Alternative Options If You Are Not A Lasik Candidate

If you found out that you are not a Lasik candidate and you no longer wish to wear glasses or contact lenses, there are a variety of different procedures that one can look into to improve your vision. Here are two prospective options that are highly recommended depending on your individual needs.

Photorefractive Keratectomy (PRK)

Over the past 20 years, PRK’s results have stood the test of time for long term stability. You keep more corneal tissue than with LASIK, ensuring the integrity of your eyes over time. With more corneal tissue, you are also better able to have a “touch up” procedure if necessary. In most cases, PRK is recommended for patients who have thinner corneas, slightly irregular corneas, or are at risk for dry eyes or other conditions. Your doctor will be able to make a recommendation for you based on extensive testing.

In other cases, patients who are candidates for LASIK chose to have PRK instead, because they prefer a flapless or bladeless procedure. PRK is a specialty procedure, meant to address the needs of people with unusual eye measurements. This procedure still uses a laser to help with vision correction, but instead of going under the surface of the eye like LASIK, this procedure is performed directly on the surface of the eye. PRK, is a very quick and efficient alternative to LASIK taking about five minutes per eye and is performed using a topical anesthesia. A brush or alcohol and mitomycin C (MMC) is used to prep the treatment area. MMC has been shown to reduce the risk of corneal haze/scarring in many studies while having a good track record of minimal adverse effects.

Unlike LASIK, you run minimal risk of flap-related complications and dry eyes, because there is no disruption in the nerves that tell your eyes to produce tears. Recovery time after a PRK procedure takes about 2 – 3 days in order to allow for your eyes to fully correct. Once the eye is corrected, the surgeon will place a soft contact lens to protect your eye while the healing takes place. During the healing time – 5 to 7 days – it is normal to experience blurry or fluctuating vision, light sensitivity and/or dryness. It is common for one eye to heal faster than the other. You will be given oral pain medication if necessary, along with topical eye drops. You may find that you do not feel confident driving while the protective lenses are in.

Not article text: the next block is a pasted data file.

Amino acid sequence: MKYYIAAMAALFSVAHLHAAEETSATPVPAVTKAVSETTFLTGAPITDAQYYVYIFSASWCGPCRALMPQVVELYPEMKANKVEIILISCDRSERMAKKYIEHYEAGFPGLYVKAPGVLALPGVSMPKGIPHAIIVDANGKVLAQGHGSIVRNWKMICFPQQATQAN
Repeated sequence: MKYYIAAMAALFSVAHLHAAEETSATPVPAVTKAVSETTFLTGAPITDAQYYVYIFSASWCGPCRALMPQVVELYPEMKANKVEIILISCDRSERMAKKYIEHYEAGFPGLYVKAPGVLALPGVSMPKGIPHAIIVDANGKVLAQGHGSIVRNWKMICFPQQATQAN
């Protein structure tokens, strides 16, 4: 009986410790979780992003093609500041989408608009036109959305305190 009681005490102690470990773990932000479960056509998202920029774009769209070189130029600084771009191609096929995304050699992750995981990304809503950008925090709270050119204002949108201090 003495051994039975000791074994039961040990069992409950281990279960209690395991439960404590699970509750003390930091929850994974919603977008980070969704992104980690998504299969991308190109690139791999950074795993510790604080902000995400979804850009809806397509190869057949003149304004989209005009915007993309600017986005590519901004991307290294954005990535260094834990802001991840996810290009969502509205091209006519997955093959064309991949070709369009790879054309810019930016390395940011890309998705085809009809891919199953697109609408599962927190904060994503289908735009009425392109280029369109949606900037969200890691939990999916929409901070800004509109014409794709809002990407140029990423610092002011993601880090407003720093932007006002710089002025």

Your soft contact lenses will be removed after your one week follow-up visit and you will notice your vision will slowly improve. Drops will be given to use for several weeks, which will aid in healing and prevention of inflammation. Although it can take a few weeks to a few months for patients to fully reach their optimal vision, your visual outcome will be the same as if you had LASIK. However, the long-term safety and stability of your eyes will be higher than if you had the LASIK procedure. A few days or weeks of patience will be rewarded by a lifetime of better vision.

Implantable Contact Lens (ICL)

For Years, the only method of permanent vision correction that didn’t involve contact lenses, glasses, or the removal of a cataract was corrective laser eye surgery. Now near-sided patients who might not have been a candidate for LASIK have a viable alternative to glasses and contacts. You can enjoy vision that is clearer and more vivid in a simple outpatient procedure that doesn’t remove any corneal tissue. This lens is flexible with built-in protection against harmful UV light rays. Candidates for the ICL are between 21 and 45 years of age, suffer from myopia (nearsightedness), and want to experience superior vision correction.

The ideal ICL candidate has not undergone any ophthalmic surgery and does not have a history of eye disease such as iritis, glaucoma, or diabetic retinopathy. A surgeon will insert the ICL through a small micro-opening, placing it inside the eye just behind the iris in front of the eye’s natural lens. The ICL is designed to stay in position with no special care. It is designed to be completely unobtrusive after it is put in place. It stays in position by itself and does not interact with any of the eye’s structures. After the simple 15-minute outpatient procedure, patients experience an immediate improvement in vision quality and are “Wowed” by the results.

There is a small risk of increased intra-ocular pressure for which patients will be closely monitored during the first 24 hours after the procedure. The risk of an extensive course of inflammation is very low. Eye rubbing or having ICL lens positioned too close one’s native lens may increase the risk of cataract formation long term.

For any eye procedure is it suggested that you see a recommended eye care provider like the team at Diamond Vision. They will evaluate and recommend the best procedure for you while assisting with any post care needs. Diamond Vision in NYC is focused on keeping clients informed in all areas of eye health while providing a variety of vision corrective procedures.

Source: www.DiamondVision.com